Finding lost places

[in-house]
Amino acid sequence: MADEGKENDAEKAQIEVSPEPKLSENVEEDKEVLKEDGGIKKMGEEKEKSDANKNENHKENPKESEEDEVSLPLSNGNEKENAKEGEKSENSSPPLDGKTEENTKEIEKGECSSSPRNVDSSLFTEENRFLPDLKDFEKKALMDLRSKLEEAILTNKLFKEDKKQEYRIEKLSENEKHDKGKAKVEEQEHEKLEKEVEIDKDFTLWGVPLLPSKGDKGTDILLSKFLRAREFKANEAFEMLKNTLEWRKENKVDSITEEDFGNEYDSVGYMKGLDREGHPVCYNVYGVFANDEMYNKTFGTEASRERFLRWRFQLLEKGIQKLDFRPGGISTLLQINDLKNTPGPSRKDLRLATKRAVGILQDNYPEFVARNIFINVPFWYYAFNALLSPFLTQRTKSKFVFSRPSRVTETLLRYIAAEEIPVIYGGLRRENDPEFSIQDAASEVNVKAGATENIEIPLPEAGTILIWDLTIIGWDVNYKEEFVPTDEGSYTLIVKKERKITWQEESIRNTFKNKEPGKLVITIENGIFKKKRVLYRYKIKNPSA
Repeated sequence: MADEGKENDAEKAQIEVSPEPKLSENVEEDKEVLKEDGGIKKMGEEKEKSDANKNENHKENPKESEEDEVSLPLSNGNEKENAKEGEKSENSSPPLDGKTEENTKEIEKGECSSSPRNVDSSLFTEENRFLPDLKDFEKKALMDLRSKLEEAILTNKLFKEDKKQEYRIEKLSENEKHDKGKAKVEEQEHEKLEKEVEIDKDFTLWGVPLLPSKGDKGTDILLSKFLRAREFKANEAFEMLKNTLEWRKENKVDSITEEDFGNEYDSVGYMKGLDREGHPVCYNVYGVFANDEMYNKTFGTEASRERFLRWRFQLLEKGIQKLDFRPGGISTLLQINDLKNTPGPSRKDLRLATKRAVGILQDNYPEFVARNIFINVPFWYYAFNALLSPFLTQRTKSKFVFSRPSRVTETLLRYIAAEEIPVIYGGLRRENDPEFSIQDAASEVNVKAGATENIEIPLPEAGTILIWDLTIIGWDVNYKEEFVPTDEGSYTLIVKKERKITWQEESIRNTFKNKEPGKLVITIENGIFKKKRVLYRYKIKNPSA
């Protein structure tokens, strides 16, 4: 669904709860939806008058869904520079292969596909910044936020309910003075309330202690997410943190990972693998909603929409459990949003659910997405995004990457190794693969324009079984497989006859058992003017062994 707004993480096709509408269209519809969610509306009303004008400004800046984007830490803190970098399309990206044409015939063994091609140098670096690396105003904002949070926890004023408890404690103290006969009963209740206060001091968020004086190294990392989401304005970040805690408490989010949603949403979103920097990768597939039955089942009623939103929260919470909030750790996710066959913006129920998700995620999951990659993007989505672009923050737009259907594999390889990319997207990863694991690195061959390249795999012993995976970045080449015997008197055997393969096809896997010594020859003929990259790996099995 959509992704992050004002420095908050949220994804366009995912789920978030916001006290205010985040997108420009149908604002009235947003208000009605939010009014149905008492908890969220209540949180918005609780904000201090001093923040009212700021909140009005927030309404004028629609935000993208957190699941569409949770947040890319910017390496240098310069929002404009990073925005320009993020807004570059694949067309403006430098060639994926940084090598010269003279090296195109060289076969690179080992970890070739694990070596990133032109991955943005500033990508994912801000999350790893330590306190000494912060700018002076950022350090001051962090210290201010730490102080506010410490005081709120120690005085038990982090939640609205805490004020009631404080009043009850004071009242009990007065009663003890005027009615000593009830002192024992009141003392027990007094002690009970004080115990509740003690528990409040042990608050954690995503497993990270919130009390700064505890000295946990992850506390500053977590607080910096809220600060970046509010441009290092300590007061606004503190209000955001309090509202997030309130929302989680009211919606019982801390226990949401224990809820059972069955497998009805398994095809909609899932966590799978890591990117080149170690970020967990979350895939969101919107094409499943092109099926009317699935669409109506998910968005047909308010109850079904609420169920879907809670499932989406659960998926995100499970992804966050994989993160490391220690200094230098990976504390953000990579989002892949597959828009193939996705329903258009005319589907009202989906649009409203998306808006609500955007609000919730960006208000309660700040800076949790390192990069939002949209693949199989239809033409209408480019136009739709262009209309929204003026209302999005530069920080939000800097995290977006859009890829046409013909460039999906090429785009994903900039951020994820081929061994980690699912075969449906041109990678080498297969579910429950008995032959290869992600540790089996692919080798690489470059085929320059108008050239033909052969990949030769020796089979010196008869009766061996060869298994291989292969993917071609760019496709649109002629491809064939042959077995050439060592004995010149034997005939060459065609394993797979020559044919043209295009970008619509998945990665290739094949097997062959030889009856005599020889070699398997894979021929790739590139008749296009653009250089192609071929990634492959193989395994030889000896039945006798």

Another deep dive into digital mapping by Justin O’Beirne, this time looking at new developments in Apple Maps (via Kottke). It’s the usual extremely thorough dive into map comparisons for accuracy, style and detail, with the strong caveat that however much Apple tries, it’s disavowal of deep data collection (and refusal to let maps.apple.com be anything other than a holding page), it might be working on the right strategy for a world in which places, not maps, are more important: ‘Over the last two years, Google has gradually been turning it inside out, from a road map to a place map’. In the proposed world of autonomous cars and deliveries and all that jazz, pinpoint accuracy matters more than ever. Also from the piece, ‘it took Google’s Street View vehicles eight years to drive 99% of the U.S.’ / sort of related, the New York City Municipal Archives Collections, 900,000 images (including photos and maps) of the city. There is an equivalent wealth of imagery of London but it’s hard to discern whether or not it’s been digitised yet. The Survey of London are bereft of pictures. Databases like Britain from Above don’t offer the street level detail that exists, tucked away in archive boxes somewhere / see also Lost Hospitals of London / A Searchable Database of Japanese Woodcut Prints (also via Kottke).

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